The Recession-Proof Executive

Who will keep their jobs in a market downturn?

The executive looked at his stock options and winced: underwater. And the latest company earnings? Wince-worthy. Was it time to jump ship? He looked at the roller-coaster stock market and sky-high inflation.

Leaders around the world are quietly considering their job options, wondering whether they should hunker down for the coming economic flux, or take the leap to a potentially more lucrative job. But to where? Experts say that in this downturn in particular, firms seem bent on keeping or hiring the top-tier talent for a variety of reasons. “Good executives are scarily recession proof, says Barry Toren, leader of the Financial Officer practice for North America at Korn Ferry. “But am I talking about B and C players? No.”

To be sure, some industries like tech and recruiting are already seeing layoffs, but experts say that top talent have much less to worry about. Part of the issue is that under the massive digital transformation firms are undergoing, the need for highly skilled executives to oversee such change has become critical. In addition, many firms let go of top talent during the start of the COVID-19 era, and were caught flat footed when the economy took an unexpected jump a year ago. “I guarantee you that the top quartile is not being let go,” says Craig Stephenson, managing director of the CIO/CTO practice in North America at Korn Ferry. “It’s the ones with performance or management issues.”

A shortage in agile leadership remains an issue across industries as well. Korn Ferry research shows that about 14% of leaders are able to perform and transform simultaneously, which is the holy grail of leadership. These high-performing leaders are particularly valued in recessions, says Alan Guarino, vice chairman of the CEO and Board Services practice at Korn Ferry. “High-performing leaders create highly participatory teams, and in a recession this gives the company a highly competitive advantage,” he says. Agile teams are able to see opportunities and adapt quickly to changing conditions.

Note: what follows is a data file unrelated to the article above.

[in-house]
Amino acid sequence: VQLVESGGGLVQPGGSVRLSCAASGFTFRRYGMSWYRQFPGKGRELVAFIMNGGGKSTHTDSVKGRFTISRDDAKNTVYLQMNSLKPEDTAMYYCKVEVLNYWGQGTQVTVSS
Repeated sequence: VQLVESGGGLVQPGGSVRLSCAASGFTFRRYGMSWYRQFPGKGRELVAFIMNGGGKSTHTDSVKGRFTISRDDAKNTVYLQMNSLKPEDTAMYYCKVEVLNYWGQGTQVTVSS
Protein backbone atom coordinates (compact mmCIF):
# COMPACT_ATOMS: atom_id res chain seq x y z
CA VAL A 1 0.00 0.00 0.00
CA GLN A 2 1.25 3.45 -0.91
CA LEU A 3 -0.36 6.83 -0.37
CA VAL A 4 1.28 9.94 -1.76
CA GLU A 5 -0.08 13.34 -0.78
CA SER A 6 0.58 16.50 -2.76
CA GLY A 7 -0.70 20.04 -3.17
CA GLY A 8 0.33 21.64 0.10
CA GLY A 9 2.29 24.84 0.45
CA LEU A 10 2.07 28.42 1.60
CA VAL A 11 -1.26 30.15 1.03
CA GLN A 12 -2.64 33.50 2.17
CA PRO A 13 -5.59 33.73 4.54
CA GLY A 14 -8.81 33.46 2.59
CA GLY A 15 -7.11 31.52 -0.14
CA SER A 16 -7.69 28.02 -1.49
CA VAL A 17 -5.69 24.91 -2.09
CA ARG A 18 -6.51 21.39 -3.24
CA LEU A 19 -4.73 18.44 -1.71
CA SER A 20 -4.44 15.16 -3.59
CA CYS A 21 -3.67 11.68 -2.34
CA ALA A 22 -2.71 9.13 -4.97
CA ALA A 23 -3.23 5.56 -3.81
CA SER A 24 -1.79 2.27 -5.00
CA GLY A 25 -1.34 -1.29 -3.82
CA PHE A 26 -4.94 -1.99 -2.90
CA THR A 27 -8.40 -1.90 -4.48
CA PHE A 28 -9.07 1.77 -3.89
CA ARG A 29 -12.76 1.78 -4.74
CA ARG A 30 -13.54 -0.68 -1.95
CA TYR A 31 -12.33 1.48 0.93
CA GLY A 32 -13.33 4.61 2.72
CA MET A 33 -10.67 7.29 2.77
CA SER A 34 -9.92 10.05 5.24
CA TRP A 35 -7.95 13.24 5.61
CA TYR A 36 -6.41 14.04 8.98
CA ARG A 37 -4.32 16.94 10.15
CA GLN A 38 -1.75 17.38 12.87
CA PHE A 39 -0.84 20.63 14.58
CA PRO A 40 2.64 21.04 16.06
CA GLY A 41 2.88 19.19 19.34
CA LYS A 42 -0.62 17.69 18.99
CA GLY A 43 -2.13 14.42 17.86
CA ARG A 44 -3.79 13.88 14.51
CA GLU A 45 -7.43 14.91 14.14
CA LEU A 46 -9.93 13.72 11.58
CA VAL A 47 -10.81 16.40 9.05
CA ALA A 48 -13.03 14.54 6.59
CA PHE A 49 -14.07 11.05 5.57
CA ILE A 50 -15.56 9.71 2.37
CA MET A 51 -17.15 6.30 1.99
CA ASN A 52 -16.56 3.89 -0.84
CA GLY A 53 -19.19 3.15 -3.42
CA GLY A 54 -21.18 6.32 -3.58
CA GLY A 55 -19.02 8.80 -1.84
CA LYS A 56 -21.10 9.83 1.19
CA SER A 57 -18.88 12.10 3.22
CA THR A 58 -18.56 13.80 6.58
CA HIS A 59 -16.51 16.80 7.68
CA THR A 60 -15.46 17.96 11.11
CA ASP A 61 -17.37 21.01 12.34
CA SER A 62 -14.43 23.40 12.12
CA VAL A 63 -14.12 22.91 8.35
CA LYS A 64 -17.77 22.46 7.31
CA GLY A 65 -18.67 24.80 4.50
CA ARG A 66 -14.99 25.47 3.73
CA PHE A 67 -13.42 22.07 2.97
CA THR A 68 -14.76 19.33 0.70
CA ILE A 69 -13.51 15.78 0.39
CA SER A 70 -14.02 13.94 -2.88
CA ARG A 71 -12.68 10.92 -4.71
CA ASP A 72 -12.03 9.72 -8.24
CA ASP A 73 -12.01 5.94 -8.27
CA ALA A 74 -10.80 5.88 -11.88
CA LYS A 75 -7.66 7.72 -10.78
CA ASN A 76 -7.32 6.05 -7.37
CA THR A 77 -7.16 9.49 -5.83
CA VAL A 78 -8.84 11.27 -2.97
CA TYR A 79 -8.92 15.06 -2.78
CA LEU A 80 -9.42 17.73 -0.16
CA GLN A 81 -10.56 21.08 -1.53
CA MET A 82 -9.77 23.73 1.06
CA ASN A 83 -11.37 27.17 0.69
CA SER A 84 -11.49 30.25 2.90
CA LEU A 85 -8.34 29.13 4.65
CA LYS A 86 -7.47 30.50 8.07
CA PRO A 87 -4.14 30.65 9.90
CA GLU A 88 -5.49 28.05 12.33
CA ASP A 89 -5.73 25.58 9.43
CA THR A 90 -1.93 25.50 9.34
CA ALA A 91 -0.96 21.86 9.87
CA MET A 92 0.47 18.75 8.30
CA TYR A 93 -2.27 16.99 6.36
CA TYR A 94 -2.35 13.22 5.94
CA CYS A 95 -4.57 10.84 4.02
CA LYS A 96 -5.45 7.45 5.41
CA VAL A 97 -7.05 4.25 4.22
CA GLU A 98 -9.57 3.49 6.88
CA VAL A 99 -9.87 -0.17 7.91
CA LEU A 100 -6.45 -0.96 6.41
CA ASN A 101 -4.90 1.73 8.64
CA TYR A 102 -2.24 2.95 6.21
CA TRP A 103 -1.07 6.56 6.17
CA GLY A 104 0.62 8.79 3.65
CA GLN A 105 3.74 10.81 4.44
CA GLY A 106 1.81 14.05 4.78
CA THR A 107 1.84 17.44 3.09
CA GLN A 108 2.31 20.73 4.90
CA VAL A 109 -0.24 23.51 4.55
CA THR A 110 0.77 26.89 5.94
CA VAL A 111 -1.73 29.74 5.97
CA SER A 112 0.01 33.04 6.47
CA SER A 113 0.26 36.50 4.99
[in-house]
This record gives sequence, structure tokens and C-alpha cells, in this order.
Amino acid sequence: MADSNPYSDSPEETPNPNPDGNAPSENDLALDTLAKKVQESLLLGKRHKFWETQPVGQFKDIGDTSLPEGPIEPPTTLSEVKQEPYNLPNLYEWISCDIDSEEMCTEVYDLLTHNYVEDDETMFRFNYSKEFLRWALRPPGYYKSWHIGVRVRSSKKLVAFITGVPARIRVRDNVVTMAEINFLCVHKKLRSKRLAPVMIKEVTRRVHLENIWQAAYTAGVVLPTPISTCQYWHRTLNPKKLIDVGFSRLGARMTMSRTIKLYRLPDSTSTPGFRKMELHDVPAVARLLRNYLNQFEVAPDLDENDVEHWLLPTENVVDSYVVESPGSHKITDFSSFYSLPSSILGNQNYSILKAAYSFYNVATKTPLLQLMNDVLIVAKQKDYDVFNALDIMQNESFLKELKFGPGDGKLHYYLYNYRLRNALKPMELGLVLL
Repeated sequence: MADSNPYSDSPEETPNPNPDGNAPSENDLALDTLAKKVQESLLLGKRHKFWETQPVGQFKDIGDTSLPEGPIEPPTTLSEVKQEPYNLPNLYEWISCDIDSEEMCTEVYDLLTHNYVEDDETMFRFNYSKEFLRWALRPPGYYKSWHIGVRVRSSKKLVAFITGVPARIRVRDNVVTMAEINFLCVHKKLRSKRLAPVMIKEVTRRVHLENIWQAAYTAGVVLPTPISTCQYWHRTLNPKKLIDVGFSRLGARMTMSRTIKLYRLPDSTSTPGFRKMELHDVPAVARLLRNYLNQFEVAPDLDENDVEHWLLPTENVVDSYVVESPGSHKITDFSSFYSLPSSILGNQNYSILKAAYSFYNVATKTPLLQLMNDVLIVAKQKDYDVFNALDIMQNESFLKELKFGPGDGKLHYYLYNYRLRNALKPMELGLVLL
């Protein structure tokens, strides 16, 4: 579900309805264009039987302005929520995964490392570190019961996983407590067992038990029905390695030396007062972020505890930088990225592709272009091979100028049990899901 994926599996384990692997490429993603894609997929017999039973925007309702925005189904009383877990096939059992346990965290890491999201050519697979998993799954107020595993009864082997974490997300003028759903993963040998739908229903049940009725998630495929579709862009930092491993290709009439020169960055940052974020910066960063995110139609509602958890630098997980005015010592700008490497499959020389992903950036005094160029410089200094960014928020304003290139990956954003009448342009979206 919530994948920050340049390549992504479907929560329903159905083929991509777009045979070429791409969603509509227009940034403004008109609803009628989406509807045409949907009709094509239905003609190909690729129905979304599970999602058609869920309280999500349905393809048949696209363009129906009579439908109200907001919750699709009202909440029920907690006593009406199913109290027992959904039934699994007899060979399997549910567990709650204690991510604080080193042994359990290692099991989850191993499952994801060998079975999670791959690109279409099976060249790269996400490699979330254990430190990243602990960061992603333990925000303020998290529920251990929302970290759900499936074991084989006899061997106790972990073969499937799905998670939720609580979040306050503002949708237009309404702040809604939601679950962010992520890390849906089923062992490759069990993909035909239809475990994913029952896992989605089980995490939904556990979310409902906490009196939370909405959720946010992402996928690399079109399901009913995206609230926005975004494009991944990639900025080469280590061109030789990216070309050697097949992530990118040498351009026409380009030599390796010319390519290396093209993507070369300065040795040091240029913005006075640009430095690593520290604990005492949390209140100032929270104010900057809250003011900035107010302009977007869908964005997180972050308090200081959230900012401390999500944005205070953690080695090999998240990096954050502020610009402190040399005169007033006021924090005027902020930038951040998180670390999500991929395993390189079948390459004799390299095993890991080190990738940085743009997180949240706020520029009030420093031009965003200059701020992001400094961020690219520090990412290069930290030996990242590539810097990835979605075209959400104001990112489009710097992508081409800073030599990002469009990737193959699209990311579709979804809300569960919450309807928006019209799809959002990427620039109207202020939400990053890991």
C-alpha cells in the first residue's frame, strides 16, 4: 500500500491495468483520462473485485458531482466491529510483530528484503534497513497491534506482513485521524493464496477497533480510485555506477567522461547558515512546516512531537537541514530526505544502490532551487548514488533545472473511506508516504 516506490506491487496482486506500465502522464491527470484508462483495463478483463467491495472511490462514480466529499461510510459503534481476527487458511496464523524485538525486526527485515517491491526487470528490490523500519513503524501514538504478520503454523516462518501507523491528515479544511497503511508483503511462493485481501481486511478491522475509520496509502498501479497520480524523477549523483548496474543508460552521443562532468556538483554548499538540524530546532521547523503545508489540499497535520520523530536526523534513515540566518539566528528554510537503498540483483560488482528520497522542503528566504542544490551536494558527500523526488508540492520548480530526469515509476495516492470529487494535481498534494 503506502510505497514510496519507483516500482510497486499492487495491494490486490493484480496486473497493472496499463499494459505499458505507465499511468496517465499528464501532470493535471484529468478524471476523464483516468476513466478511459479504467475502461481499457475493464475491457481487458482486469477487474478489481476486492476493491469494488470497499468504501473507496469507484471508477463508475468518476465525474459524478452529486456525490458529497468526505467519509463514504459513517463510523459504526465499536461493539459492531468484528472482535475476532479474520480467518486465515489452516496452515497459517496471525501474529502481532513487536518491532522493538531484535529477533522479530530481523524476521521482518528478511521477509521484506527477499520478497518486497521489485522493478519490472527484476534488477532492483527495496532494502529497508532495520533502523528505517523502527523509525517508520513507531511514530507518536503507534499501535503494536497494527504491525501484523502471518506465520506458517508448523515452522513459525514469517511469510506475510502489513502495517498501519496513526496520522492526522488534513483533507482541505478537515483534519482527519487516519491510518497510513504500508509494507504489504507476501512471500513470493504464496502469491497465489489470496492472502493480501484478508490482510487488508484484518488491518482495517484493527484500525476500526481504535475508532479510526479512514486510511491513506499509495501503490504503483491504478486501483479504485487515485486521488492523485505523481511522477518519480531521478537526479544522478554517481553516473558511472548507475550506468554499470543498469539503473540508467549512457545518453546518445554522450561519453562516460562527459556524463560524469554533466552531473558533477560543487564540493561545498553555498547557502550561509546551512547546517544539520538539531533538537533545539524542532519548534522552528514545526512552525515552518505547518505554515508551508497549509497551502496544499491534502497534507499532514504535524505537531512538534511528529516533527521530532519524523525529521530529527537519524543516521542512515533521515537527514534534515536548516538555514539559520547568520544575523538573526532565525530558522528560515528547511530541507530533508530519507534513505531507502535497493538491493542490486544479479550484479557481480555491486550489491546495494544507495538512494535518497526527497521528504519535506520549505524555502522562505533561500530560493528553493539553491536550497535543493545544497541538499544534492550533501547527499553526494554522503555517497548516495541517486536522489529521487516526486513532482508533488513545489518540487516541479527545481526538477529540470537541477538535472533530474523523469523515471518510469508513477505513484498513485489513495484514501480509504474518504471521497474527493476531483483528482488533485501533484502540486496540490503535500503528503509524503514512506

Career pros suggest executives with these skills look for a dependable, stable position among market turmoil. While many firms have a knee-jerk tendency to head toward safer industries like healthcare, experts suggest focusing on what a company offers. “You want to look at organizations that are going to solve upcoming problems, or that offer essentials,” says Jane Stevenson, global leader of the CEO Succession practice at Korn Ferry.

Within those organizations, experts note that highly skilled executives are highly sought after in growing specialties like data and automation, as well as commercial roles that build tangible profits. This can even apply to roles like chief sustainability officer, a position that involves identifying operational efficiencies and implementing long-term corporate resilience. “If they’re doing their job, letting them go would be quite shortsighted,” says Victoria Baxter, senior client partner at Korn Ferry with an expertise in social impact and ESG.

Chief marketing officers and their lieutenants commonly find themselves at risk during downturns, says Ann Vogl, senior client partner in Korn Ferry’s Marketing Officers practice. The hazards are particularly sharp for chief marketing officers who have not aligned themselves with the expectations and goals of the CEO. “The better you do that, the more secure you are,” she says. The key is to drive the financial results that the CEO desires, such as new sales and new customers—not marketing results. “Nobody cares how many emails were opened,” she says. Experts point out that one type of leader checks all these boxes: innovative performers who can reliably run operations. “They’re solution focused, able to see both opportunities and challenges, and also able to see silver linings,” says Stevenson.